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Best Venues In Seattle To See A Show

Best Venues In Seattle To See A Show

Seattle, among other things, is known for its very diverse music scene. Musicians such as Jimi Hendrix, Heart, and the many pioneers of the grunge era (Nirvana, Soundgarden, Alice in Chains, Pearl Jam, etc.) have put themselves on the map of the growing history of the metropolitan. Today’s native bands/artists have been inspired by some of these artists and many more. And with the different venues around every corner of the city, they’re able to help showcase each genre of these local and visiting artists. These are some of the best venues in the great Seattle area to see a live show, whether your genre of choice is rock, pop, alternative, or even heavy metal.

Showbox Market/Sodo

Starting off this list of venues is probably one of the most well-known, and recently turned, landmarks the city of Seattle has to offer. The first location opened in 1939, steps away from the historic Pike Place Market, and has held its own history book of music artists from the jazz era to the grunge rock era, including Blondie, Iggy Pop, Ke$ha, Daft Punk, and Ice Cube. The Showbox Sodo later opened in 2007, down the same area of the city sports fields, bringing artists including Dropkick Murphys, Panic! At The Disco, Mac Miller, and Excision.



Originally named Moe’s Mo Roc’n Café, it first opened in 1994, before closing down at the height of its success, then relaunching in 2003 under its current name. This is one of the many venues in the town known for its lively “music calendar, outstanding light production, and a state-of-the-art sound system. The showroom features three full-service bars, a second floor mezzanine, and a balcony that overlooks the stage. We host a variety of national and local musicians who play genres across the spectrum.” Groups such as No Doubt, Radiohead, The Presidents of the United States of America have put their names in the book of historical shows to take place. Other visiting artists in that range include Vampire Weekend, Bhad Bhabie, Eagles of Death Metal, and Muse.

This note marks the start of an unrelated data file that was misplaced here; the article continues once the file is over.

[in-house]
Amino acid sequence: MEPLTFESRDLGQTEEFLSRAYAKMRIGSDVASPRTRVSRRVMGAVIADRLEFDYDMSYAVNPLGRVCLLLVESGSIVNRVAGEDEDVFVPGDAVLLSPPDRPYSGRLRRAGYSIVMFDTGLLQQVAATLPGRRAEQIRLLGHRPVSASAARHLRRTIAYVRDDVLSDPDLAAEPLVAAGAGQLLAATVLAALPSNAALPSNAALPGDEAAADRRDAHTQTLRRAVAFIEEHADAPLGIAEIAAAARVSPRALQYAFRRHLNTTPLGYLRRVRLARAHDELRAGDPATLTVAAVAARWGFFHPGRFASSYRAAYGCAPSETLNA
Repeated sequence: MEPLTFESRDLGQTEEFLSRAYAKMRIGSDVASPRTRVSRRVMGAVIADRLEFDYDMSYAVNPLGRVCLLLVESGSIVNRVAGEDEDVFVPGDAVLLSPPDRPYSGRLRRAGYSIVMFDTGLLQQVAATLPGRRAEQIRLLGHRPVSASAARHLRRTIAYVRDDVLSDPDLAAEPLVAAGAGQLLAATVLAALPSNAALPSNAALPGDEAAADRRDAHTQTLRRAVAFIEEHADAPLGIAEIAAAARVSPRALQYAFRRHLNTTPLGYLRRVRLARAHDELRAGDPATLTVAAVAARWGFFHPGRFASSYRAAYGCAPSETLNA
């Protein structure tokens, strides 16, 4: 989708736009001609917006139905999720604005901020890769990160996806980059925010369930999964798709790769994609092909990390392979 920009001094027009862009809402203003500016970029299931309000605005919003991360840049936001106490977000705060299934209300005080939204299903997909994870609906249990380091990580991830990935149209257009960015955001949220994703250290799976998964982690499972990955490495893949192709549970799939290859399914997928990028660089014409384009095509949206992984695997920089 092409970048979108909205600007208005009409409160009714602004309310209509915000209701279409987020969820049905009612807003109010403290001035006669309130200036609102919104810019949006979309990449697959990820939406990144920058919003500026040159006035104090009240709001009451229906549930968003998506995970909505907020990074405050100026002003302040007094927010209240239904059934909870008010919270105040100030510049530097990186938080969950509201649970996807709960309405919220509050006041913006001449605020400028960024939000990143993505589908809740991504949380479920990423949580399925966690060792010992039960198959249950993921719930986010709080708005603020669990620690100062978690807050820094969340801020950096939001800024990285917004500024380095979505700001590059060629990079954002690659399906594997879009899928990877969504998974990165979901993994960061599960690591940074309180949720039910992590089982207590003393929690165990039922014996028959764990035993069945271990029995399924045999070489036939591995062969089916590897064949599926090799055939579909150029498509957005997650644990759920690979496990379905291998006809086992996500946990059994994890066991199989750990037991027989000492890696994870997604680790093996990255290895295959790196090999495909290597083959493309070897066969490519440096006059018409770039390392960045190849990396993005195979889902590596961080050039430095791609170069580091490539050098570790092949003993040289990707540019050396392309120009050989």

The Crocodile

First opening in 1991, this Seattle venue provides “such a storied and beloved past, and no other rock and roll venue that has earned its right to occupy the hearts of so many.” A pioneer of the grunge era and beyond, it abruptly closed in 2007, leaving a void in the history of the city before reopening better than ever in 2009. It’s held a variety of artists in its time such as Nirvana, Pearl Jam, Mudhoney, Green Day, Cheap Trick and the Strokes.


Nectar Lounge